Alexei Navalny: Novich ok nerve agent used in poisoning, German government says

Alexei Navalny: Novich ok nerve agent used in poisoning, German government says

Navalny, who fell ill on a flight from the Siberian city of Tomsk to Moscow last month, is being treated at a hospital in Berlin.

German government spokesman Stefan Seibert said toxicological tests on samples taken from Navalny were carried out at a German military laboratory. He said he provided “clear evidence of a chemical nerve agent” from the Novichok group.

In a statement, Seibert said it was “shocking” that “the novel was attacked in Russia with a chemical nerve agent.”

“The federal government condemns this attack in the strongest possible terms,” ​​the statement said, adding: “The Russian government is requested to explain itself to the incident.”

Kremlin spokesman Dmitry Peskov said Wednesday that the Kremlin had not received any information from Germany that Navalny had been poisoned by a substance from the Novichok group, according to the state news agency Tass on Sunday.

Seibert said German Chancellor Angela Merkel discussed Navalny’s case with ministers early Wednesday, and the government would inform the European Union, NATO and the Prohibition of Chemical Weapons about the results of the investigation.

The German government concluded in a statement: “We hope Alexei Navalny’s full recovery.”

Well known Kremlin critic

The 44-year-old Naval, a prominent critic of Russian President Vladimir Putin, fell ill on August 20 on his way from Siberia to Moscow.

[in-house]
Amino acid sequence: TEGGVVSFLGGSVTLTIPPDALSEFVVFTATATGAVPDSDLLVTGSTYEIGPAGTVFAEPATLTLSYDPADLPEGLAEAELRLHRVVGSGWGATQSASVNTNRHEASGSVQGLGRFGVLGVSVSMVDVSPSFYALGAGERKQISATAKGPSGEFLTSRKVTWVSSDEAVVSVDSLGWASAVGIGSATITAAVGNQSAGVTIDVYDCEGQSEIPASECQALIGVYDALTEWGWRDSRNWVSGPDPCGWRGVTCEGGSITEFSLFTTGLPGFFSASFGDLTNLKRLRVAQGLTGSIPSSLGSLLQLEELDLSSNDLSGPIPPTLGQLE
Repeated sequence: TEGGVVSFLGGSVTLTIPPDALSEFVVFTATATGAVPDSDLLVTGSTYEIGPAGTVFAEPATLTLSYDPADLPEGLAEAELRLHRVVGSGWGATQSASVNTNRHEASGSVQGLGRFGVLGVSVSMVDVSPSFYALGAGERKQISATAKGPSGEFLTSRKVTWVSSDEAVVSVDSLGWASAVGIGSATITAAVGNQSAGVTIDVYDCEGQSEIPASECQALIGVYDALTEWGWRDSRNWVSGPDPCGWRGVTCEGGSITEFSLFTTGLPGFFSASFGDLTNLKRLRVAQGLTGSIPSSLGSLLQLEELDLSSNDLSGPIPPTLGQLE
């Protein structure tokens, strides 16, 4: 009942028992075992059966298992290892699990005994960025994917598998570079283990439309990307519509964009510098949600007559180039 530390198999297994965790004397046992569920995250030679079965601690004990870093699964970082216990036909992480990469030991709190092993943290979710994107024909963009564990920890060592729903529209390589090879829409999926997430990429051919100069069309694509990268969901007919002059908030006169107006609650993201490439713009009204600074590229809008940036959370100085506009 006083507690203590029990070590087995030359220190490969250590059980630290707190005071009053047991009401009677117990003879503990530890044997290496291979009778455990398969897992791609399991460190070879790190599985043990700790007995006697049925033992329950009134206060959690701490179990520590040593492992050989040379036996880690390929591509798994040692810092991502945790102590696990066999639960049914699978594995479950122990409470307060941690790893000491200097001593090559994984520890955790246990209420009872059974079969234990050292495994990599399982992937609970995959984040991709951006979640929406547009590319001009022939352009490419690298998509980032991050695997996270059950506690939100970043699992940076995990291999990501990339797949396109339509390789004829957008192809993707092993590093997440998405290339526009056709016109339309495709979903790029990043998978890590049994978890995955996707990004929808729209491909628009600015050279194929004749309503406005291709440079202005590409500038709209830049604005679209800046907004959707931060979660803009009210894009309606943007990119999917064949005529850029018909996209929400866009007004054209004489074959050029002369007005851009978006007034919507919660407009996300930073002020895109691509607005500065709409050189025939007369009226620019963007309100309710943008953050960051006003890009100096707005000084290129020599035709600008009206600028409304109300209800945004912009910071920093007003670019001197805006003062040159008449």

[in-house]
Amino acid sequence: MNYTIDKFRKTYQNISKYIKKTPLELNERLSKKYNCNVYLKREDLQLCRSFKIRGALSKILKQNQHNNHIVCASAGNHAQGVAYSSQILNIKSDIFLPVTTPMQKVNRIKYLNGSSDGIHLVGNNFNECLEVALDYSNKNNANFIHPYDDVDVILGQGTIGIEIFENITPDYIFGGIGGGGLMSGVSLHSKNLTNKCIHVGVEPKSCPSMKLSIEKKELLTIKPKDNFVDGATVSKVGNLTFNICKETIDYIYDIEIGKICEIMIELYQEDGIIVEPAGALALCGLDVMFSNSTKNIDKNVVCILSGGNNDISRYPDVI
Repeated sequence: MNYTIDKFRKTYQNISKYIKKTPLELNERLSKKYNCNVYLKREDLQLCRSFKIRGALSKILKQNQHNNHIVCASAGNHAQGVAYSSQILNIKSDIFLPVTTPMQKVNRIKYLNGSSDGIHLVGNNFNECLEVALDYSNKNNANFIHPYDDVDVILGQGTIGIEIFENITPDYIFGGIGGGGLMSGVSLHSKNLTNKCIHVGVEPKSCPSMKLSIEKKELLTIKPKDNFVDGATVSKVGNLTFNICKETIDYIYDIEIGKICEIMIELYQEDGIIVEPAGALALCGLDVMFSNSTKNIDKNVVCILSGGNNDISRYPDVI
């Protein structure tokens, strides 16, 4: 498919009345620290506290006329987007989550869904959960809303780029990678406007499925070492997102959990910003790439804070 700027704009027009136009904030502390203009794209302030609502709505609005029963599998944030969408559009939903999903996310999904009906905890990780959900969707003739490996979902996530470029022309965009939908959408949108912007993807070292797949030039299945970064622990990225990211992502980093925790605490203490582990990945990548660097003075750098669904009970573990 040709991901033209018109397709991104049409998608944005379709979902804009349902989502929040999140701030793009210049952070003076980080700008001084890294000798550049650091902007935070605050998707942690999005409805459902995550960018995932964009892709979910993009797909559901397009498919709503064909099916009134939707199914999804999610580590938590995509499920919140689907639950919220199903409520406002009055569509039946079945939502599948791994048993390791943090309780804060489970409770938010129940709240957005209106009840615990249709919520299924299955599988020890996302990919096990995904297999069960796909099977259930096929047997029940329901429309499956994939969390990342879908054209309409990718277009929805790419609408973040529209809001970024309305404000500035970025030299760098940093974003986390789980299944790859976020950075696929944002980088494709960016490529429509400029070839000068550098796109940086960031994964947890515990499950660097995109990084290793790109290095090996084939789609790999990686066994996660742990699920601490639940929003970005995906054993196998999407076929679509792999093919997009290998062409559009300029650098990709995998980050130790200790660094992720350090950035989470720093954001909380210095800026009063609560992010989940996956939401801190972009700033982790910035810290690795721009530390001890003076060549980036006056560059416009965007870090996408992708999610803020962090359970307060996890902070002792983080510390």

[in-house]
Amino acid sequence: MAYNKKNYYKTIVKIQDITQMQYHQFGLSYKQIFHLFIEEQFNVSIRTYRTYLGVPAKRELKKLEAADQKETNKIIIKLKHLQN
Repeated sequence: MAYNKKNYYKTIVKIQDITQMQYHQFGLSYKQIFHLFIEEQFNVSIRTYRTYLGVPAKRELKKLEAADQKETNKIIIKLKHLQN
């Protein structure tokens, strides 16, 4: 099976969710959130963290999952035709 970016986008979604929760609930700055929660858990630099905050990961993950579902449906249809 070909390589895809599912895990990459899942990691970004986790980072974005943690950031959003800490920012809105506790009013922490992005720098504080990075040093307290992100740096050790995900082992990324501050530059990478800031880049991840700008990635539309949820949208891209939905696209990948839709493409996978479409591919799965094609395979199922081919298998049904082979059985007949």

In the dramatic video footage of the plane, a man was apparently in agony.

The flight made an emergency landing in Omsk, and before his wife and supporters requested that he be taken to Germany for treatment, Navalny was transferred to a hospital there.

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The anti-corruption blogger was brought to Berlin on August 22 and taken to the city’s Charita Hospital, where he is believed to be in an induced coma.

Other Kremlin critics or opponents have been involved in apparent poisoning incidents or have suffered mysterious deaths.

In 2018, former Russian spy Sergei Skripal was the target of a Novichok nerve agent attack in the English cathedral city of Salisbury.

Andrea Sella, a professor of inorganic chemistry at University College London, told CNN: “The identification of the poison as one of the family of Novichok agents underscores the Russian government’s responsibility for this atrocity.”
“The Russian government has the motivation for it, but also a track record on many levels,” Sella said. “It shows both their ruthlessness, but also their level of emancipation. It is clear that they care little about international opinion and are willing to take action because they know the consequences are very small.”

This is a developing story. Follow more.

CNN’s Gianluca Mesophyre and Daria Tarasova contributed to the report.


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